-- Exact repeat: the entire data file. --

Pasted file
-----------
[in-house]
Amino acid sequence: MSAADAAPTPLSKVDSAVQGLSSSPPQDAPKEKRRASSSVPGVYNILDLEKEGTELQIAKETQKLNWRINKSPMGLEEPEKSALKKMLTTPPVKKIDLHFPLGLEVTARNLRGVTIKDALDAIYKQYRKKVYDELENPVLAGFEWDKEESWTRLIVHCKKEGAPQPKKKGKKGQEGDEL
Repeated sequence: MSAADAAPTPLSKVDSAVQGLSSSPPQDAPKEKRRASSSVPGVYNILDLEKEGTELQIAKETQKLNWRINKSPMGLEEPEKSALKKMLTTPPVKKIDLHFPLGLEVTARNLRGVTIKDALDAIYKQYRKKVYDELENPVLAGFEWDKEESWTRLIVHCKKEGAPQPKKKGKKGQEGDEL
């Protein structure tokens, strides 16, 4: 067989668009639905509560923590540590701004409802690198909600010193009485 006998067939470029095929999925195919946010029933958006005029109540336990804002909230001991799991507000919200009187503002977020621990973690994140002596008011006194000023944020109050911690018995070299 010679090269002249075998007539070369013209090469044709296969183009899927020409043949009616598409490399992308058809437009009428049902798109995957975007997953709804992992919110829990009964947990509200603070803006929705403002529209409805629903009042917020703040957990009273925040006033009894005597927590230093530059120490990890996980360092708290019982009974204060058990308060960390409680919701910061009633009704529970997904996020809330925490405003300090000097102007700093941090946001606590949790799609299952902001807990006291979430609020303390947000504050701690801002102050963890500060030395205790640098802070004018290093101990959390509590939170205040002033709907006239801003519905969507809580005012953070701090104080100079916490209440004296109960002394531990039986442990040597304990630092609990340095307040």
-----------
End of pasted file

[in-house]
Amino acid sequence: MSAADAAPTPLSKVDSAVQGLSSSPPQDAPKEKRRASSSVPGVYNILDLEKEGTELQIAKETQKLNWRINKSPMGLEEPEKSALKKMLTTPPVKKIDLHFPLGLEVTARNLRGVTIKDALDAIYKQYRKKVYDELENPVLAGFEWDKEESWTRLIVHCKKEGAPQPKKKGKKGQEGDEL
Repeated sequence: MSAADAAPTPLSKVDSAVQGLSSSPPQDAPKEKRRASSSVPGVYNILDLEKEGTELQIAKETQKLNWRINKSPMGLEEPEKSALKKMLTTPPVKKIDLHFPLGLEVTARNLRGVTIKDALDAIYKQYRKKVYDELENPVLAGFEWDKEESWTRLIVHCKKEGAPQPKKKGKKGQEGDEL
């Protein structure tokens, strides 16, 4: 067989668009639905509560923590540590701004409802690198909600010193009485 006998067939470029095929999925195919946010029933958006005029109540336990804002909230001991799991507000919200009187503002977020621990973690994140002596008011006194000023944020109050911690018995070299 010679090269002249075998007539070369013209090469044709296969183009899927020409043949009616598409490399992308058809437009009428049902798109995957975007997953709804992992919110829990009964947990509200603070803006929705403002529209409805629903009042917020703040957990009273925040006033009894005597927590230093530059120490990890996980360092708290019982009974204060058990308060960390409680919701910061009633009704529970997904996020809330925490405003300090000097102007700093941090946001606590949790799609299952902001807990006291979430609020303390947000504050701690801002102050963890500060030395205790640098802070004018290093101990959390509590939170205040002033709907006239801003519905969507809580005012953070701090104080100079916490209440004296109960002394531990039986442990040597304990630092609990340095307040």